RAMSTEIN AIR FORCE BASE, BW, GERMANY
RAMSTEIN AIR FORCE BASE, Germany - In addition to providing medical personnel for the Critical Care Air Transport Teams, the Air National Guard has developed new technologies and processes that will help save lives.
“There is continuous quality improvement in place,” said Air Force Brig. Gen. John Owen, the Air Guard advisor to the Air Mobility Command air surgeon. “It’s like the difference in a 2006 Ford Taurus and a new one. They may look very similar from curb, but there are substantial differences in safety and redundancy that can make a difference in the outcome.”
For example, the lighting was replaced on the KC-135 Stratotanker. LED lights were used, because they give “a true appearance of the skin at 40,000 feet, in the middle of the night in a cramped airplane,” Owen said.
He added that new litter stanchions and intravenous pumps are also being continuously evaluated to provide better care.
“Those investments in care and equipment and processes are what driving down the fatality rate,” Owen said.
In fact, lethality rates have declined drastically over the years. In World War II, the rate was 30 percent, Vietnam was 24 percent and for Operations Iraq Freedom and Enduring Freedom, the lethality rate is nine percent, Owen said.
The biggest technological change to the aeromedical mission has been the transition from the C-141 Starlifter to the KC-135.
“Those planes are in the boneyard now,” said Dr. (Col.) Bruce Guerdan, a Florida Air Guard state surgeon who is a member of the first Air Guard CCATT currently deployed here. “The tanker was not designed to carry patients. We have changed lighting, oxygen systems, stanchions for the stretchers. That plane has been turned into something that it never was.”
The 50-year-old airframe is not the same plane it was about five years ago. “There has been a huge investment of times and energy to make those planes adequate air frames to carry patients,” Guerdan said.
Owen said the tanker was chosen, because it is fast, can carry a lot of fuel and can fly long distances.
“The KC-135 can fly back to the U.S. from Afghanistan unrefueled with the proper clearances,” he said. “The aircraft is very stable. It does have some limitations, but with the modernization it provides a very capable platform.”
He added that the C-17 is the premier aircraft for aeromedical evacuation, but the Air Force doesn’t have as many available for the mission.
“But there is no corner cut,” Owen said. “If an airman has to have that level of care that‘s what they will get.”
The lighting issue on the tanker was resolved by the maintainers at the 190th Air Refueling Wing of the Kansas Air National Guard and a corporate partner, Patriot Taxiway Industries.
The two worked closely to develop a 12-light bar system. The KC-135 Cargo Lighting System was deployed last summer for flight testing with the Kansas unit.
"The [aeromedical evacuation] mission and the ability to support wounded warriors were improved by the leadership of [Air Force Lt. Gen. Tod] Bunting and his Kansas Coyote Air Guardsman,” said Kevin McDermott, vice president of Patriot. “Hearing from doctors that the Patriot lighting improved their ability to care for our country's critically wounded as we bring them home was humbling.”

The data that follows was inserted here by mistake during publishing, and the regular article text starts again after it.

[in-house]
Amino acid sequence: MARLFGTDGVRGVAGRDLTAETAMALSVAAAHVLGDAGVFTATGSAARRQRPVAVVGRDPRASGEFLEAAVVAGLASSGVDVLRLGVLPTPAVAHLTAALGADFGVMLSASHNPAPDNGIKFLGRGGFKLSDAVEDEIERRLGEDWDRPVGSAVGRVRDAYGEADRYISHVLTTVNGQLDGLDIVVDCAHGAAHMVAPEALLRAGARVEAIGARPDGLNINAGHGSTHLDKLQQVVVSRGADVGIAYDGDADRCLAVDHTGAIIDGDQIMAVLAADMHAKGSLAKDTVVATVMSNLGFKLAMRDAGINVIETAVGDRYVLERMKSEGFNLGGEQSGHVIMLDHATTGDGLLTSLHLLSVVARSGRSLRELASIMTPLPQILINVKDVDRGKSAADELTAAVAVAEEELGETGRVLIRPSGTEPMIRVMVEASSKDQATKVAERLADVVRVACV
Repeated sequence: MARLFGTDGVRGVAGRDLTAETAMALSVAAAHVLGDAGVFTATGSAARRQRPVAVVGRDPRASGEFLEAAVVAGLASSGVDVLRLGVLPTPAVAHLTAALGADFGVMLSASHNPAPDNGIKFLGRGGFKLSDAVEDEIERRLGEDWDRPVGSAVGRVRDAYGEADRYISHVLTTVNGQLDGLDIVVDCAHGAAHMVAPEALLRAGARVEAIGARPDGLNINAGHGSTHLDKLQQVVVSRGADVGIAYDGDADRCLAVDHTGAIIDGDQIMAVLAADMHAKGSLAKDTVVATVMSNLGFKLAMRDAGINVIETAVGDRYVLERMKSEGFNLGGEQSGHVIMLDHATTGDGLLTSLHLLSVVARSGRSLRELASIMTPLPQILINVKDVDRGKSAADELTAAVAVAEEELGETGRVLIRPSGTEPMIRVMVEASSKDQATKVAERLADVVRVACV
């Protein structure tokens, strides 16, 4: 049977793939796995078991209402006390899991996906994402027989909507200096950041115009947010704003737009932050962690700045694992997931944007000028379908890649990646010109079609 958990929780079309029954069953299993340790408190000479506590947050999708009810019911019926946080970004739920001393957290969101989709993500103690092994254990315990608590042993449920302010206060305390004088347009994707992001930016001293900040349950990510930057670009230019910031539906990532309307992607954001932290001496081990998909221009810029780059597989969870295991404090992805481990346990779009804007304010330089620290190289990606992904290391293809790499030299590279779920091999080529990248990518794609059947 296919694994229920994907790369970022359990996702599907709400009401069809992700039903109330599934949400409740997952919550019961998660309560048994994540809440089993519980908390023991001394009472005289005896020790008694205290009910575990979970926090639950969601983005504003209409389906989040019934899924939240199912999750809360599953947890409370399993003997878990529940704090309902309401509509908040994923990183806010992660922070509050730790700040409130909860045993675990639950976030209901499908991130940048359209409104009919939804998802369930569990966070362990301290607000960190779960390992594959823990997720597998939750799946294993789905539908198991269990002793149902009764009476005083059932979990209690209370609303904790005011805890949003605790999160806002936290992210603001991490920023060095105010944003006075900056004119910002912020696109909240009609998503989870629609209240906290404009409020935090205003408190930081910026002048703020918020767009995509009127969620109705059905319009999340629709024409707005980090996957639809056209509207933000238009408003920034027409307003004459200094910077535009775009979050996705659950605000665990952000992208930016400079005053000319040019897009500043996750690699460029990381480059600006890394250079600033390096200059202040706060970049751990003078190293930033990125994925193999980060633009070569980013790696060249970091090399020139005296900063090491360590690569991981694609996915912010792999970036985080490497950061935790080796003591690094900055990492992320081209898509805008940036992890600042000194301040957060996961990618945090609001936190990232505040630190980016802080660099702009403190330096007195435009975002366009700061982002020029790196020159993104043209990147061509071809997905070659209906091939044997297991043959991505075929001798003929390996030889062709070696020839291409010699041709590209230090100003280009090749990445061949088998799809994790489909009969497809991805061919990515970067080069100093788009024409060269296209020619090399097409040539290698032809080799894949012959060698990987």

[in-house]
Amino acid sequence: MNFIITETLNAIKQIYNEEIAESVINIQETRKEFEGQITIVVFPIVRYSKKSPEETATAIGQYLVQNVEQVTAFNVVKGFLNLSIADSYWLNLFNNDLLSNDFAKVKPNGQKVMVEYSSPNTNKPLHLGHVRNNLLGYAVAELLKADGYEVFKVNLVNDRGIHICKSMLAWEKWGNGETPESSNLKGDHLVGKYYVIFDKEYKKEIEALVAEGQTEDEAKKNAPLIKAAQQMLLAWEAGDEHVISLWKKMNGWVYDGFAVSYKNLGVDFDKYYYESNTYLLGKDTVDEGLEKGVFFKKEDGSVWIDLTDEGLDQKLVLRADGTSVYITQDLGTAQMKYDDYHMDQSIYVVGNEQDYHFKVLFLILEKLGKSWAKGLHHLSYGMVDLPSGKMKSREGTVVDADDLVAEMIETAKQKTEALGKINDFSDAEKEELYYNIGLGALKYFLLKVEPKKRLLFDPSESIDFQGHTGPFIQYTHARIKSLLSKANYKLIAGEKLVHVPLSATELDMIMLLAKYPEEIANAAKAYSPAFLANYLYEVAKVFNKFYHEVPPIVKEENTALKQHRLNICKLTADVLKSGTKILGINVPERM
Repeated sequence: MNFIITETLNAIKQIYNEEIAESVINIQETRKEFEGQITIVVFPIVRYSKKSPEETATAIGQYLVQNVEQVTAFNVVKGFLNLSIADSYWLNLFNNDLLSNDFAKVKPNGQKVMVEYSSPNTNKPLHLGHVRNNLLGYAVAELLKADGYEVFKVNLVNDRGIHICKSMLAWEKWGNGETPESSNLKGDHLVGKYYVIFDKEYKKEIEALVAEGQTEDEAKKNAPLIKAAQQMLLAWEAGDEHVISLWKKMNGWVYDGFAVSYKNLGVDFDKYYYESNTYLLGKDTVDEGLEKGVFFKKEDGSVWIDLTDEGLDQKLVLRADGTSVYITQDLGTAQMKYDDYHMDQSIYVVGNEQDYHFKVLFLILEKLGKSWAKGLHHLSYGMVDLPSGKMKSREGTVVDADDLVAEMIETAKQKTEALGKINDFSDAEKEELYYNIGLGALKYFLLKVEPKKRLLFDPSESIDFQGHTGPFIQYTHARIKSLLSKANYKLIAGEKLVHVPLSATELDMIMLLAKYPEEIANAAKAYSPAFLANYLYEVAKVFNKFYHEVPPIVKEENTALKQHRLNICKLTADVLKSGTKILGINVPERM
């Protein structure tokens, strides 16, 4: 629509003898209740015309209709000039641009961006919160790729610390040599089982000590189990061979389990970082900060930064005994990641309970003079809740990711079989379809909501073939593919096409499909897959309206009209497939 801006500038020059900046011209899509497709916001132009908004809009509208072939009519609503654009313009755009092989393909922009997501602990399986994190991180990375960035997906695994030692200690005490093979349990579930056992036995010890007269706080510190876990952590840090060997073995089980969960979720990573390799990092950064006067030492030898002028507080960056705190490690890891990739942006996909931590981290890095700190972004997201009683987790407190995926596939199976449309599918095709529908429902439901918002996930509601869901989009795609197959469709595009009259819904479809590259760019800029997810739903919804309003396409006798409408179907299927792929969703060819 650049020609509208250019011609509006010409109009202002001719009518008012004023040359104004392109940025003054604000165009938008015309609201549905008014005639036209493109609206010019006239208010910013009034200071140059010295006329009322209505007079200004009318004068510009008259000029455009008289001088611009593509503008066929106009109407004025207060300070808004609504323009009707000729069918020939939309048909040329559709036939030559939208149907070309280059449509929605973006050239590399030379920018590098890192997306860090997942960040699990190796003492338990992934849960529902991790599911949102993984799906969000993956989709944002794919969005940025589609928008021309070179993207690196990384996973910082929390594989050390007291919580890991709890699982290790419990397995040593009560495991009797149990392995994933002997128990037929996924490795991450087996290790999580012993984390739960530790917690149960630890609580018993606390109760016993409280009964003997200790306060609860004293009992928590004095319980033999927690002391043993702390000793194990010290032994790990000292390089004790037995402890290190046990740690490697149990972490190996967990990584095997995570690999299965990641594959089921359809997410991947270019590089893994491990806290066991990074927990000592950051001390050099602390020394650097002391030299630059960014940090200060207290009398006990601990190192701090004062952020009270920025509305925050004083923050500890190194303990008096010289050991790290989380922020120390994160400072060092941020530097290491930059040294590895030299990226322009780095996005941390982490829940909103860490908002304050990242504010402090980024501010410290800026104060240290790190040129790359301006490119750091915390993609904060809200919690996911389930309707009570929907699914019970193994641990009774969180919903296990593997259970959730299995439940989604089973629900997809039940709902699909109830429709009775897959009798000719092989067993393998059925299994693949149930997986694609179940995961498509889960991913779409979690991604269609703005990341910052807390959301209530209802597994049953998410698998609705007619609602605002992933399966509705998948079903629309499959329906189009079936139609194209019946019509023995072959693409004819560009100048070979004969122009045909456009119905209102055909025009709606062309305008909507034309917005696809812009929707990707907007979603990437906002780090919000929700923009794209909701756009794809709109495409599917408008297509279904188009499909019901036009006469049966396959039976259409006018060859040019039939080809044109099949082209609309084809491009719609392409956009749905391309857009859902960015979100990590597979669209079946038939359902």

The company has provided 16 portable LED cargo lighting system kits to Air Mobility Command in support of the aeromed mission.
The lighting kit is designed to be portable and installed in the aircraft for missions on an as-needed basic. This allows the Air Force and the Air National Guard to bring improvement to the KC-135 without having to install the lights across the entire 400 aircraft fleet and reducing the capital needed to revitalize the fleet, according to a press release from Patriot.
A press release also stated that Patriot's lighting system produces more than 30 times the illumination that the original lighting system generated.
Power generation was another issue that had to be resolved for the tanker. Owen recounted a CCATT mission that had to return to theatre, because there wasn’t enough generator power to provide the electricity needed for a critical patient.
The Air Force estimated that it would be 15 to 18 months before more than one CCATT patient could be carried on a KC-135.
The Kansas Air Guard maintainers came up with a solution in six weeks. “The Air Guard is very efficient in doing these things … because it is a smaller organization,” Owen said. “These mechanics have worked on that particular airplane for their entire 20- or 30-year career.”
Master Sgt. Jody Nitz, a respiratory therapist from the Michigan Air Guard, who is also a member of the first Air Guard CCATT, said in his field changes to the protocols have improved patient outcome.
“That may include using different ventilator strategies … to reduce lung injuries,” he said. “There are just a lot of different things that have changed with regard to our jobs and the protocols … dictating how we treat a specific patient.”
Aeromedical specialists have also had to adapt to a change in battlefield injuries. Improvised explosive devices and huge blast injuries have required massive transfusions for patients.
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This work, Air Guard develops new technologies for CCATT mission, by Lt. Col. Ellen Krenke, identified by DVIDS, is free of known copyright restrictions under U.S. copyright law.